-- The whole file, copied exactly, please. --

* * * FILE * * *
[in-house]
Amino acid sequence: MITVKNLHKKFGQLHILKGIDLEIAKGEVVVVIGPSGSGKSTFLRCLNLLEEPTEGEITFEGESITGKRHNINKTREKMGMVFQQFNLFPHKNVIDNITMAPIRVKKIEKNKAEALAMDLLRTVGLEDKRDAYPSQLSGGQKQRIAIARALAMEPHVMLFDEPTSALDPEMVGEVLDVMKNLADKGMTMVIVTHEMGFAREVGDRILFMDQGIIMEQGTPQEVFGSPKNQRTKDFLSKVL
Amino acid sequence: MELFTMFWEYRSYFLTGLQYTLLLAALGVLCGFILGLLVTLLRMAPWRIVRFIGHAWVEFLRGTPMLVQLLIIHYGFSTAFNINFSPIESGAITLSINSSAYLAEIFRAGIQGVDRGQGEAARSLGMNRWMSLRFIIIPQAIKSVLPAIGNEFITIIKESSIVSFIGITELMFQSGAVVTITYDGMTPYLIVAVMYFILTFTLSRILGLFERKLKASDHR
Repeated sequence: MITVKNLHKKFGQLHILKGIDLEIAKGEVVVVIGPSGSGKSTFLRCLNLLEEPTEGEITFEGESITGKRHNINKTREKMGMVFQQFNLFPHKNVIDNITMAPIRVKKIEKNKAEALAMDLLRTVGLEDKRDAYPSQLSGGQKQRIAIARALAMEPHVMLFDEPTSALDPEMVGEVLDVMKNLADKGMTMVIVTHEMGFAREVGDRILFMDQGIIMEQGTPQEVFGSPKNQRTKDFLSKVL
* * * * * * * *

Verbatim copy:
[in-house]
Amino acid sequence: MITVKNLHKKFGQLHILKGIDLEIAKGEVVVVIGPSGSGKSTFLRCLNLLEEPTEGEITFEGESITGKRHNINKTREKMGMVFQQFNLFPHKNVIDNITMAPIRVKKIEKNKAEALAMDLLRTVGLEDKRDAYPSQLSGGQKQRIAIARALAMEPHVMLFDEPTSALDPEMVGEVLDVMKNLADKGMTMVIVTHEMGFAREVGDRILFMDQGIIMEQGTPQEVFGSPKNQRTKDFLSKVL
Amino acid sequence: MELFTMFWEYRSYFLTGLQYTLLLAALGVLCGFILGLLVTLLRMAPWRIVRFIGHAWVEFLRGTPMLVQLLIIHYGFSTAFNINFSPIESGAITLSINSSAYLAEIFRAGIQGVDRGQGEAARSLGMNRWMSLRFIIIPQAIKSVLPAIGNEFITIIKESSIVSFIGITELMFQSGAVVTITYDGMTPYLIVAVMYFILTFTLSRILGLFERKLKASDHR
Repeated sequence: MITVKNLHKKFGQLHILKGIDLEIAKGEVVVVIGPSGSGKSTFLRCLNLLEEPTEGEITFEGESITGKRHNINKTREKMGMVFQQFNLFPHKNVIDNITMAPIRVKKIEKNKAEALAMDLLRTVGLEDKRDAYPSQLSGGQKQRIAIARALAMEPHVMLFDEPTSALDPEMVGEVLDVMKNLADKGMTMVIVTHEMGFAREVGDRILFMDQGIIMEQGTPQEVFGSPKNQRTKDFLSKVL